Microsoft to Offer More Cost-Effective Site Licenses to SMBsBy Jessica Davis | Posted 2008-02-08 Email Print
The company's new Open Value Subscription program is estimated to cost 37 percent of what the perpetual license-only cost would be on an annual basis.
Microsoft is expanding its Open Value Licensing program in a way designed to make it more attractive for channel partners to sell site licenses to their SMB customers.
The program previously only offered the more expensive perpetual software licenses. But on March 3 Microsoft will announce Open Value Subscription – a new option that enables customers to buy three-year licenses, which naturally cost less, instead of perpetual licenses.
In addition, end-customers don't need to commit to a certain number of seats for the three-year term. Rather, the number of seats is evaluated at the beginning of each subscription year. The annual subscription fee is based on that number of seats, according to Eric Ligman, Microsoft U.S. senior manager of Small Business Community Engagement.
For an eWEEK primer on the Open Value Subscription program, click here.
That means if a company starts with 15 seats, but adds seats over the course of the year, it doesn't have to pay for the new seats until the second year of the license. And if a company downsizes over the course of the next year, at the start of the third license year it only needs to pay for the seats it is using at the beginning of the third subscription year.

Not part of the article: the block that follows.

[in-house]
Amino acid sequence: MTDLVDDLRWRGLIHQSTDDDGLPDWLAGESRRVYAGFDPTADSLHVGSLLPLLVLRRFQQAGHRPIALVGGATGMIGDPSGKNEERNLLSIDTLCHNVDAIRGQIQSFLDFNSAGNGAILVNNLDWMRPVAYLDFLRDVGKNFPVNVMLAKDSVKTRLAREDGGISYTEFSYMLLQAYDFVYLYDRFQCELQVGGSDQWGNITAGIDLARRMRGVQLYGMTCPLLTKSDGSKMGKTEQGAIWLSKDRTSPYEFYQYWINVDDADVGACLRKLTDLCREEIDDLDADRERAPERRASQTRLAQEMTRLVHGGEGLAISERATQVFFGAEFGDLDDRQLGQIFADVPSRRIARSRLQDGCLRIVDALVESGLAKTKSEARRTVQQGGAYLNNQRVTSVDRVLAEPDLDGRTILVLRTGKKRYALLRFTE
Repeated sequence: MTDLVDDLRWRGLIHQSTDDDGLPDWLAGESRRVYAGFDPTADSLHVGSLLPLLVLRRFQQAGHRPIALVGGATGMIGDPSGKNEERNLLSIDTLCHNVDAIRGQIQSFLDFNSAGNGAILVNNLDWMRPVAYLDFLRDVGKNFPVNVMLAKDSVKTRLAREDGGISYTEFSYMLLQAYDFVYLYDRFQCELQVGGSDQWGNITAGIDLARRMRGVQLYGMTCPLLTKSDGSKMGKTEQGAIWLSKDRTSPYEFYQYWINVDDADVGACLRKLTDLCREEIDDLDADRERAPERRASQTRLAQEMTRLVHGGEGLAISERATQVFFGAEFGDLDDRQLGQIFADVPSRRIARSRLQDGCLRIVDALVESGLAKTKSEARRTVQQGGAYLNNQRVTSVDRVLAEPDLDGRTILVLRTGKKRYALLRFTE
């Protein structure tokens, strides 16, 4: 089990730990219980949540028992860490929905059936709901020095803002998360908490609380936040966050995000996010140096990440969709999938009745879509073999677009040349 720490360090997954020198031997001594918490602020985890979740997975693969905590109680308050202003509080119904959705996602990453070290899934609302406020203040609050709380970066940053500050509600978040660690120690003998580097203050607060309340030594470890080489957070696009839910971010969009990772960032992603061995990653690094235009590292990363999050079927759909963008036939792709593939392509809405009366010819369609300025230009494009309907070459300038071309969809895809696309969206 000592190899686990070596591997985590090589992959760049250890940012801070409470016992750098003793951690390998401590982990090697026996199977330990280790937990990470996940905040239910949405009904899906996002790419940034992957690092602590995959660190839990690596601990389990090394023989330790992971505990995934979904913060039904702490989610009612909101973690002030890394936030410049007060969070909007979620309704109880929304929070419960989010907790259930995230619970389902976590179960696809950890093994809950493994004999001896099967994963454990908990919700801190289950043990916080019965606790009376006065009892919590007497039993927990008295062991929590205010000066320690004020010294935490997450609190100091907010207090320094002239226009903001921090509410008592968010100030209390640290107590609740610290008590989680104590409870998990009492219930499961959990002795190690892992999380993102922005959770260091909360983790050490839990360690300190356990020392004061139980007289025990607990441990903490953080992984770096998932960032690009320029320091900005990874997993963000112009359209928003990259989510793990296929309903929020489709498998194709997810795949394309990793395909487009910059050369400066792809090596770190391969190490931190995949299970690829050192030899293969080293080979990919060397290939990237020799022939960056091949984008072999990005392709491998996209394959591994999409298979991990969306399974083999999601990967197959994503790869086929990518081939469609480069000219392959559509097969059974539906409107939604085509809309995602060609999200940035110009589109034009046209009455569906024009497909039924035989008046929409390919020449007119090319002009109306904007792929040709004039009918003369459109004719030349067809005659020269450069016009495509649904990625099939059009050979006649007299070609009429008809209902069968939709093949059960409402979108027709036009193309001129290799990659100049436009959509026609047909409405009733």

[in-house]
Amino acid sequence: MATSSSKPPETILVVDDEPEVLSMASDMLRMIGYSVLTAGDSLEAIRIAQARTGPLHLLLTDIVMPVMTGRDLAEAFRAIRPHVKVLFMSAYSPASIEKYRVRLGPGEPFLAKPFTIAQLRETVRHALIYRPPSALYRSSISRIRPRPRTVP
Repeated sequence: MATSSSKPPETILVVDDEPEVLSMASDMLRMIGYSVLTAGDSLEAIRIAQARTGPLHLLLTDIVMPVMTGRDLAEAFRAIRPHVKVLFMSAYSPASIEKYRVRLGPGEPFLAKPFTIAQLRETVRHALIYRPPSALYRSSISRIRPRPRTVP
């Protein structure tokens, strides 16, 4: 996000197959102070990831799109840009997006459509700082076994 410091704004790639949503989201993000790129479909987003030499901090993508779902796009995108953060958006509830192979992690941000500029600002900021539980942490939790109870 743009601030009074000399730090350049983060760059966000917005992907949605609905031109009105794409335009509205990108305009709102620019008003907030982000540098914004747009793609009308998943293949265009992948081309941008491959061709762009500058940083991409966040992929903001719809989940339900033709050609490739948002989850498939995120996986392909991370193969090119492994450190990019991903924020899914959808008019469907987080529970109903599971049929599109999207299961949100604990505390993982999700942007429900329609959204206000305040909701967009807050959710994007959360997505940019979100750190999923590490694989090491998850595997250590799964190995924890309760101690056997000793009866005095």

Open Value Subscription also offers Software Assurance, a Microsoft program of benefits that includes the option for users to use the software license at home, upgrade protection, back up license for server software, among other protections.
Open Value Subscription also includes downgrade rights, something that retail-bought PCs don't offer, Ligman said.
Price differences between Open Value Licensing and Open Value Subscription vary according to the product. However, Ligman estimates that Open Value Subscription breaks down to about 37 percent of the license-only perpetual license cost on an annual basis.
"It's significantly lower than Open Value Licensing," Ligman said.
"This will be helpful to customers who haven't been able to adopt technology due to cash constraints and upfront cost," Ligman said. "And you don't have to worry about upgrading anymore. Customers will have access to the new version of the software if it comes out during the time they hold the license."
Ligman has been conducting 90-minute live calls with channel partners to explain the new program and answer partner questions. He has also been keeping Microsoft channel partners apprised of the ins and outs of the program at the Microsoft Small Business Community blog.